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Open Access Research article

Transcriptome analysis of the venom gland of the Mexican scorpion Hadrurus gertschi (Arachnida: Scorpiones)

Elisabeth F Schwartz12, Elia Diego-Garcia1, Ricardo C Rodríguez de la Vega1 and Lourival D Possani1*

Author Affiliations

1 Departamento de Medicina Molecular y Bioprocesos, Instituto de Biotecnología, Universidad Nacional Autónoma de México, Avenida Universidad, 2001 Cuernavaca 62210, Mexico

2 Departamento de Ciências Fisiológicas, Instituto de Ciências Biológicas, Universidade de Brasília, Brasília, DF, 70910-900, Brasil

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BMC Genomics 2007, 8:119  doi:10.1186/1471-2164-8-119

Published: 16 May 2007

Abstract

Background

Scorpions like other venomous animals posses a highly specialized organ that produces, secretes and disposes the venom components. In these animals, the last postabdominal segment, named telson, contains a pair of venomous glands connected to the stinger. The isolation of numerous scorpion toxins, along with cDNA-based gene cloning and, more recently, proteomic analyses have provided us with a large collection of venom components sequences. However, all of them are secreted, or at least are predicted to be secretable gene products. Therefore very little is known about the cellular processes that normally take place inside the glands for production of the venom mixture. To gain insights into the scorpion venom gland biology, we have decided to perform a transcriptomic analysis by constructing a cDNA library and conducting a random sequencing screening of the transcripts.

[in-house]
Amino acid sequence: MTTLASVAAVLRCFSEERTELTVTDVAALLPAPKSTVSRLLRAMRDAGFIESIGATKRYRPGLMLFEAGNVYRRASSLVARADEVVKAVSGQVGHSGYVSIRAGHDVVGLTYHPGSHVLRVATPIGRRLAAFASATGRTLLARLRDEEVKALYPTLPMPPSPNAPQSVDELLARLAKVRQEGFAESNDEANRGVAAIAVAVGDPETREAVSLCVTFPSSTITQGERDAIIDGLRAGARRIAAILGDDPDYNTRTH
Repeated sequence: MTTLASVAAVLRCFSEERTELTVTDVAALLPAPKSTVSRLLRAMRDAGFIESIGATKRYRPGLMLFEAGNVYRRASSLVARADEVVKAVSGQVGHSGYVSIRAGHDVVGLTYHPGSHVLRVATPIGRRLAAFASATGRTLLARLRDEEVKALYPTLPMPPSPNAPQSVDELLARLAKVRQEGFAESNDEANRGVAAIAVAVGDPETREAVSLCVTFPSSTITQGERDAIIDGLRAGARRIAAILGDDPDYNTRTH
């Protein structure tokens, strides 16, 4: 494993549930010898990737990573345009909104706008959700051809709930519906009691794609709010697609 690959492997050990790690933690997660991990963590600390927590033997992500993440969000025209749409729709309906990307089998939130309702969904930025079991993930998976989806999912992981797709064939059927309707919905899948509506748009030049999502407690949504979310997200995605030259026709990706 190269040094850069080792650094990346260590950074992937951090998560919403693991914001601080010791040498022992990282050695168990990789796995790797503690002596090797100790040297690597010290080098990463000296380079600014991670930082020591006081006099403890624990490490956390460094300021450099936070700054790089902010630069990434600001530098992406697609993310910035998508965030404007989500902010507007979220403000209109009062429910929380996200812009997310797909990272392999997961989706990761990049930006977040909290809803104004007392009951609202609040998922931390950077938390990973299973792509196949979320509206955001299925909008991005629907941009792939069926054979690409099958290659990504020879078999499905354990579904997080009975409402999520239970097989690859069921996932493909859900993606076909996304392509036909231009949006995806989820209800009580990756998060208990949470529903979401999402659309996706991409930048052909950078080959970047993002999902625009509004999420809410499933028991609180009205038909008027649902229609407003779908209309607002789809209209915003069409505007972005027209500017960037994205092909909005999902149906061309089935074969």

Results

From the cDNA library prepared from a single venom gland of the scorpion Hadrurus gertschi, 160 expressed sequence tags (ESTs) were analyzed. These transcripts were further clustered into 68 unique sequences (20 contigs and 48 singlets), with an average length of 919 bp. Half of the ESTs can be confidentially assigned as homologues of annotated gene products. Annotation of these ESTs, with the aid of Gene Ontology terms and homology to eukaryotic orthologous groups, reveals some cellular processes important for venom gland function; including high protein synthesis, tuned posttranslational processing and trafficking. Nonetheless, the main group of the identified gene products includes ESTs similar to known scorpion toxins or other previously characterized scorpion venom components, which account for nearly 60% of the identified proteins.

Conclusion

To the best of our knowledge this report contains the first transcriptome analysis of genes transcribed by the venomous gland of a scorpion. The data were obtained for the species Hadrurus gertschi, belonging to the family Caraboctonidae. One hundred and sixty ESTs were analyzed, showing enrichment in genes that encode for products similar to known venom components, but also provides the first sketch of cellular components, molecular functions, biological processes and some unique sequences of the scorpion venom gland.